How Business Acumen can help organisations navigate challenging times

Business acumen is a critical capability that organisations need to be developing in their people. But what is business acumen and how do you develop it?

Fiona Hancock, Director of Added Insight, has noticed an increase in organisations looking for people with business acumen. “This doesn’t surprise us,”’ she says. ‘’These are testing times for organisations and industry sectors. Yet despite the challenges, many of our customers are doing really well. What makes them thrive while others in the same sector struggle? Like our customers, we think the difference is business acumen.”

What is business acumen?

“In simple terms, business acumen is the ability to position the organisation to make money and return value to stakeholders,” says Cynthia Johnson, a senior leadership development consultant who partnered with Added Insight to develop the Business Mindset tool.  

Johnson started researching business acumen after the Global Financial Crisis in 2008.

“Business acumen is appreciated in tough times when the focus is on the fundamentals of business survival” she says.  

Organisations that maintain a business acumen mindset, and develop and practice the skills through good times and bad times, are those that can position themselves to make money or add value, no matter what the global economic conditions.

What makes a good business leader?

“I believe great leaders need strong functional expertise,” says Johnson. “For example, you need to be a good engineer to lead an engineering function. Then you add leadership skills, personal resilience and business acumen, which are separate from your functional capability. You could be a really good engineer, but lack business acumen.”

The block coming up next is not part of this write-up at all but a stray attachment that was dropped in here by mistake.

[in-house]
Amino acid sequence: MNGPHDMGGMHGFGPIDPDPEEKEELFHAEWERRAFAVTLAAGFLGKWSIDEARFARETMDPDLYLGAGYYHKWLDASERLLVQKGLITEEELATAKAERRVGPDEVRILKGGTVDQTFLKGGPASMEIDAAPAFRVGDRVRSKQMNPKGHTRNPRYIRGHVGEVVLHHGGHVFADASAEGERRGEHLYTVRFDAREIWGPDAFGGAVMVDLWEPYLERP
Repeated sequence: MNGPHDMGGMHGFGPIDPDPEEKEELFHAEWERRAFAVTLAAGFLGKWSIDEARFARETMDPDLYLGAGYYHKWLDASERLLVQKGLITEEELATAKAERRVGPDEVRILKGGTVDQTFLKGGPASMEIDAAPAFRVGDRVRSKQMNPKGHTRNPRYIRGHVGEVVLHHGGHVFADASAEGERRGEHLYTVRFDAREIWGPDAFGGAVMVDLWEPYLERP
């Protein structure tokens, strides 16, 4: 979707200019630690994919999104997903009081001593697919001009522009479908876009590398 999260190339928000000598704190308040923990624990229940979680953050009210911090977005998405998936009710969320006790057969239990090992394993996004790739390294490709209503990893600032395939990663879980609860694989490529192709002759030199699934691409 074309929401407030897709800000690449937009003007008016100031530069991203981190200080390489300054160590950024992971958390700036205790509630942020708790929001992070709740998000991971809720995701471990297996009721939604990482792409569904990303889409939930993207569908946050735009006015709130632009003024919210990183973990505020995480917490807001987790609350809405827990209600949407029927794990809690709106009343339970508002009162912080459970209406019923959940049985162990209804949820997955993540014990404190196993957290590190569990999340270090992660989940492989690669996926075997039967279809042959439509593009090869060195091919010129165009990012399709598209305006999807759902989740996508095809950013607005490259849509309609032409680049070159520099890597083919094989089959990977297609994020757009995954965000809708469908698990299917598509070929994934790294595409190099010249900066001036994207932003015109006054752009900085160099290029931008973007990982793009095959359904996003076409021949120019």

Business Acumen is a critical differentiator at senior and mid-level management according to Johnson.  

“I used to be an Air Force psychologist and some new recruits were natural pilots. They picked things up really quickly. At the other end of the spectrum were people who were clearly never going to be able to learn to fly a military aircraft in the time available to teach them. Then you had the group in the middle with the ability to learn through focus and practice. It's the same with business acumen. Some people have just got it. Some of us have got to learn it and some people will never get it in the time the organisation has available to teach them, largely because they aren’t especially interested.”  

Identifying business acumen through our Business Mindset tool

Business Mindset is a tool developed by Johnson in partnership with Added Insight to assess business acumen. It is based on research with over 400 hundred people and has a strong statistical basis supporting it. Business Mindset assesses business acumen based on three factors:

  1. Quest to Understand Business
  1. Reciprocity
  1. Energised by Business

Quest to Understand Business  

Leaders who score highly on this factor have a drive to understand costs and where and how the organisation adds value for customers. People who score highly in this trait are driven to get into the details and understand the numbers. They’ll be able to tell you  for example, yesterday’s production numbers, the cost of supplies, competitor costs, and market share. They’re also highly curious about how business works in general. They’re well informed, not only about what’s happening in their own organisation but also in the broader sector, and international trends.